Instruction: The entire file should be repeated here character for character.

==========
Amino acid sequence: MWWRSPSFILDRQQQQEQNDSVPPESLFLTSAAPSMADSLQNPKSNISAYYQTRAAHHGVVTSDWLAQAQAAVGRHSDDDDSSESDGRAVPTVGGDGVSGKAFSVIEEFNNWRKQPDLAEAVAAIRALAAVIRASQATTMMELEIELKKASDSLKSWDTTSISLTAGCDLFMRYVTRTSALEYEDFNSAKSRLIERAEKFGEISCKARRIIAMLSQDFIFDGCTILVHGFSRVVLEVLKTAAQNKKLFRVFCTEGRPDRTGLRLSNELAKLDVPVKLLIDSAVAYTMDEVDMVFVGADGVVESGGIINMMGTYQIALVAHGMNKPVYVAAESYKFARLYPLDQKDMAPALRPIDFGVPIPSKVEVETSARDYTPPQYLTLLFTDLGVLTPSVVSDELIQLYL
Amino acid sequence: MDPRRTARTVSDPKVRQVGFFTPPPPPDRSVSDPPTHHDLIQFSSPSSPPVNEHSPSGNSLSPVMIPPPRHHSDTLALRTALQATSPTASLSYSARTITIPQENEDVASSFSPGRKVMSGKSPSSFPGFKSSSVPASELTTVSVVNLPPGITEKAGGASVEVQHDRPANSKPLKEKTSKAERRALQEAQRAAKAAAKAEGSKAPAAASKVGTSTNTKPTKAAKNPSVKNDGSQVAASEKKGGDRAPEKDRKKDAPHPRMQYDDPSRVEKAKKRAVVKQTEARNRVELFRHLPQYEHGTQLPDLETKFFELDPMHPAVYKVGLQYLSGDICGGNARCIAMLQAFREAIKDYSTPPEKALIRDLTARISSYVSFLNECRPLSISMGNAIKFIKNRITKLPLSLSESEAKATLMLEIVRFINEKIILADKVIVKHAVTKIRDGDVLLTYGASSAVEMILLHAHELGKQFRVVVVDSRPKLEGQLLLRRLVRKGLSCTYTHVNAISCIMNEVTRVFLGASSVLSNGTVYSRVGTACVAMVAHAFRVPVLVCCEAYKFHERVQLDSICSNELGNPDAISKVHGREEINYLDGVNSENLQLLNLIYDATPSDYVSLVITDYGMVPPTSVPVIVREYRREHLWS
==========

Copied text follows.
Amino acid sequence: MWWRSPSFILDRQQQQEQNDSVPPESLFLTSAAPSMADSLQNPKSNISAYYQTRAAHHGVVTSDWLAQAQAAVGRHSDDDDSSESDGRAVPTVGGDGVSGKAFSVIEEFNNWRKQPDLAEAVAAIRALAAVIRASQATTMMELEIELKKASDSLKSWDTTSISLTAGCDLFMRYVTRTSALEYEDFNSAKSRLIERAEKFGEISCKARRIIAMLSQDFIFDGCTILVHGFSRVVLEVLKTAAQNKKLFRVFCTEGRPDRTGLRLSNELAKLDVPVKLLIDSAVAYTMDEVDMVFVGADGVVESGGIINMMGTYQIALVAHGMNKPVYVAAESYKFARLYPLDQKDMAPALRPIDFGVPIPSKVEVETSARDYTPPQYLTLLFTDLGVLTPSVVSDELIQLYL
Amino acid sequence: MDPRRTARTVSDPKVRQVGFFTPPPPPDRSVSDPPTHHDLIQFSSPSSPPVNEHSPSGNSLSPVMIPPPRHHSDTLALRTALQATSPTASLSYSARTITIPQENEDVASSFSPGRKVMSGKSPSSFPGFKSSSVPASELTTVSVVNLPPGITEKAGGASVEVQHDRPANSKPLKEKTSKAERRALQEAQRAAKAAAKAEGSKAPAAASKVGTSTNTKPTKAAKNPSVKNDGSQVAASEKKGGDRAPEKDRKKDAPHPRMQYDDPSRVEKAKKRAVVKQTEARNRVELFRHLPQYEHGTQLPDLETKFFELDPMHPAVYKVGLQYLSGDICGGNARCIAMLQAFREAIKDYSTPPEKALIRDLTARISSYVSFLNECRPLSISMGNAIKFIKNRITKLPLSLSESEAKATLMLEIVRFINEKIILADKVIVKHAVTKIRDGDVLLTYGASSAVEMILLHAHELGKQFRVVVVDSRPKLEGQLLLRRLVRKGLSCTYTHVNAISCIMNEVTRVFLGASSVLSNGTVYSRVGTACVAMVAHAFRVPVLVCCEAYKFHERVQLDSICSNELGNPDAISKVHGREEINYLDGVNSENLQLLNLIYDATPSDYVSLVITDYGMVPPTSVPVIVREYRREHLWS